BOYS [sync]
    No, no, no.
    BETH MANNING
    00:05:36 I was not worried about my students working with food because they know the rule in science is we don’t eat. And that to look at these items, even though they are food items, we’re just looking at them as construction items. I think as a teacher, too, you need to know any health issues with your kids.

    00:05:52 Like, you know, for allergies and that kind of stuff. So, as long as you know that, it’s- it’s fine.
    LIZARD TEAM GIRL [sync]
    00:05:58 So guys, which one do you think we should use for the body and which one for the head? Well, this one’s bigger and this one’s longer, so…
    LIZARD TEAM GIRL 2 [sync]
    00:06:05 Use the chubbier one.
    LIZARD TEAM GIRL [sync]
    Yeah.
    BETH MANNING
    00:06:07 They didn’t have a lot of background knowledge in the content that went into this project. In seventh grade science we do biology, mostly. So, they don’t have a lot of background on motion or cars or how wheels work. They had simple machines and motion in sixth grade, but not a lot. So, we were trying to look at the skills they used to make this car, rather than the content.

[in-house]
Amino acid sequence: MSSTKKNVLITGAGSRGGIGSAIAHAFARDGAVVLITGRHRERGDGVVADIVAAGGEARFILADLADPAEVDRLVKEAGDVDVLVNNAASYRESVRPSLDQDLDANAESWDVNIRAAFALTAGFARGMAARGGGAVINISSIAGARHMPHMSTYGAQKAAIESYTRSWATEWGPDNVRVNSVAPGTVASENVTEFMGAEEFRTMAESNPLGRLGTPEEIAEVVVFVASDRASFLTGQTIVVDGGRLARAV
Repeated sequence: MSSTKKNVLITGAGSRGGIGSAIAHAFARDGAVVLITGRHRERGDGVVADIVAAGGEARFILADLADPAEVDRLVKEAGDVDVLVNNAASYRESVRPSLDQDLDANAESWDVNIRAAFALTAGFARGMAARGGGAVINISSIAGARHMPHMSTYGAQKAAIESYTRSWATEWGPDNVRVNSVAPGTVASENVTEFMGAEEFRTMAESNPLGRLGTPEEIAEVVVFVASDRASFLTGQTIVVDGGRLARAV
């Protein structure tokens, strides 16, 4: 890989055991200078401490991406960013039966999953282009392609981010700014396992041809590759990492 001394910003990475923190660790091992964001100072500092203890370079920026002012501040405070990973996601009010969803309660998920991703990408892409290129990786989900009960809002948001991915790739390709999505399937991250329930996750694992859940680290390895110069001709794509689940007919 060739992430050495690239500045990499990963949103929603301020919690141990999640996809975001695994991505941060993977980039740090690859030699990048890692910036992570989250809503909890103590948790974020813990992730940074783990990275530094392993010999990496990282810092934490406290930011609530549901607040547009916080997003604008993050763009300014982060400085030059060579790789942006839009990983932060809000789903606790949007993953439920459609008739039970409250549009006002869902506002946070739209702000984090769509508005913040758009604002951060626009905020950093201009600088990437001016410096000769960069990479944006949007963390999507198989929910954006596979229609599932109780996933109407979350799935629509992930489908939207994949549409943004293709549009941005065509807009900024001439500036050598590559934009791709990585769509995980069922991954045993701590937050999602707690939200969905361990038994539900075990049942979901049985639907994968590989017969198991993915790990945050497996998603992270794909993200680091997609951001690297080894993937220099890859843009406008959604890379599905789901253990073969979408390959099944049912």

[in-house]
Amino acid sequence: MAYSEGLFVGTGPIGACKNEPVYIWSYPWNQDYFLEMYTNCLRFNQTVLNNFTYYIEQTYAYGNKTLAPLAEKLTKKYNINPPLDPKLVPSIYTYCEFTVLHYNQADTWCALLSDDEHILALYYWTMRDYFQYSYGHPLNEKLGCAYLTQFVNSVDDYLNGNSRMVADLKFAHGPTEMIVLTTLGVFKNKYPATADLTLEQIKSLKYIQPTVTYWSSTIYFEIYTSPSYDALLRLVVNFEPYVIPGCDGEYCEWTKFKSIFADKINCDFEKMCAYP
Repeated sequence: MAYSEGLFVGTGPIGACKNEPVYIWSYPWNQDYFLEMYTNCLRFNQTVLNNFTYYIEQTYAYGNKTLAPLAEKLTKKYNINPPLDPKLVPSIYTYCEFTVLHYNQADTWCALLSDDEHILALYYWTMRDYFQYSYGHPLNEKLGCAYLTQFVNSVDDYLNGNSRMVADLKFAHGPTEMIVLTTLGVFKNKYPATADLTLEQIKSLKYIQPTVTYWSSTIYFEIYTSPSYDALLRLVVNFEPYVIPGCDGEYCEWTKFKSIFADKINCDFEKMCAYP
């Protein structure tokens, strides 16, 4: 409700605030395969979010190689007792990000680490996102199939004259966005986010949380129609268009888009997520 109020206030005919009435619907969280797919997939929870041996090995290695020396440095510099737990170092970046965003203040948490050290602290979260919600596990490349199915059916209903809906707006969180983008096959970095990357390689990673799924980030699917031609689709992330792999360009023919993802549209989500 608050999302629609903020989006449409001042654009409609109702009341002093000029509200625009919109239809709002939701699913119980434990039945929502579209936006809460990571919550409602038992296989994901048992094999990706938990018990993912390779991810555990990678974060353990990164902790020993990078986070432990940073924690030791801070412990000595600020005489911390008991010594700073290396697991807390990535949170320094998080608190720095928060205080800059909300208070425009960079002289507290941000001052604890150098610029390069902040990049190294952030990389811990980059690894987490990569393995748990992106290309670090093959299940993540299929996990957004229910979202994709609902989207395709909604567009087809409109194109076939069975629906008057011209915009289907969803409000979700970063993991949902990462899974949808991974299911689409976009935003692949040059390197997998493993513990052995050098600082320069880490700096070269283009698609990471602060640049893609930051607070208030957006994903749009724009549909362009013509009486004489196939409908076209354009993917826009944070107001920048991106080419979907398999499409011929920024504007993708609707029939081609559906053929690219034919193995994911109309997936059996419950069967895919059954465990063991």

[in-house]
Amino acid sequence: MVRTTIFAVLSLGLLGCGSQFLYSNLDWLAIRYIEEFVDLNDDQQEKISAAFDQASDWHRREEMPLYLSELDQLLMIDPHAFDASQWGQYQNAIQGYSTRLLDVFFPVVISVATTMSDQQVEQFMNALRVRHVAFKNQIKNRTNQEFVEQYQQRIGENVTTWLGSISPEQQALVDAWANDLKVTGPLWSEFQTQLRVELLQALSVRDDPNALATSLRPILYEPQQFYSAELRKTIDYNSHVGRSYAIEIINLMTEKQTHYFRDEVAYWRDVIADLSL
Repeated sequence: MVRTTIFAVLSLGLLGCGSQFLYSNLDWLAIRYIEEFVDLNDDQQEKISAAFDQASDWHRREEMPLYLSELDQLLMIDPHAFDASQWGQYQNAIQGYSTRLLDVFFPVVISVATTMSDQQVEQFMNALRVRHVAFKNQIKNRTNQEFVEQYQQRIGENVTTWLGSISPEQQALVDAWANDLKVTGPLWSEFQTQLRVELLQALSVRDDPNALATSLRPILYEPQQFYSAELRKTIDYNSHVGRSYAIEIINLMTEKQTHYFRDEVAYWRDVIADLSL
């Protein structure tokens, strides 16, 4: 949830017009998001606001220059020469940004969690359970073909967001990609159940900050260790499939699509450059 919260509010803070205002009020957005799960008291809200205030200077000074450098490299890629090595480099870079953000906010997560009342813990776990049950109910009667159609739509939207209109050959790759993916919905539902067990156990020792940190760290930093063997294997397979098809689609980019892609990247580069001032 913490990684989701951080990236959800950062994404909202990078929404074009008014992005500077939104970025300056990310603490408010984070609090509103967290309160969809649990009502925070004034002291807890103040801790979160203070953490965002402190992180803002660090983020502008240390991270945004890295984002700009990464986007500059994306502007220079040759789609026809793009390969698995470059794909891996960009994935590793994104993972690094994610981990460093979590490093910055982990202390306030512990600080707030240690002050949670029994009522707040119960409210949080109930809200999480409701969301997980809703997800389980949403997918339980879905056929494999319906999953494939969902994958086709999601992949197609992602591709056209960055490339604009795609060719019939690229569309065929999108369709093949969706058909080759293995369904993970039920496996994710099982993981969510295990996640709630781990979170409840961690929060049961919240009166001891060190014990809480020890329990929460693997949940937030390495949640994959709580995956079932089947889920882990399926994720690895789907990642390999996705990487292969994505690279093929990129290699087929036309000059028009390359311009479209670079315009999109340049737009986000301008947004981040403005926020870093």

BOY [sync]
    00:06:31 We’ll keep those and then we’ll make another two wheels. Well, we have to make four wheels of each kind. So, we’ll make four of each- Or, no, you know what we’ll do? We’ll just make one of these wheels and see which one hardens better.
    BETH MANNING
    00:06:42 The skills we were kind of looking for as- as teachers was to see, you know, were they able to make choices of people that they feel they work well with.
    LIGHTNING TEAM GIRL [sync]
    00:06:51 Don’t touch the middle. Don’t touch the middle.
    LIGHTNING TEAM GIRL 2 [sync]
    What about the end, too?
    LIGHTNING TEAM GIRL 3 [sync]
    Alright, that’s fine. That’s fine.
    LIGHTNING TEAM GIRL [sync]
    Alright. Turn it around. That works. That’s much better.
    BETH MANNING
    00:07:07 A lot of times when you do classroom stuff, they have a lot of extra conversations going on. And I noticed almost none of that was happening – that all their conversations were about what they were doing. They asked each other a lot of questions.

    00:07:18 So, you can really- I could hear and see their whole, like, thought process going on.
    BOY [sync]
    00:07:24 The wheels are bigger than the axle, so it’s not going to get stuck.
    BOY 2 [sync]
    But then how are we- how are the wheels not going to fly off the edge?
    BOY [sync]
    Exactly. That’s what we need to figure out. So, I was thinking just like what went into the axle and-
    BOY 2 [sync]
    00:07:37 No. But then it's going to stick to the floor. I have an idea.
    BETH MANNING
    00:07:42 We had set up in the cafeteria for them and their building process. We had the ramp that they were going to actually race their car down. So that they could test their car to see if it was going to work.
    BOY [sync]
    00:07:53 What is this? Pick it up. We’ll just get another S’more.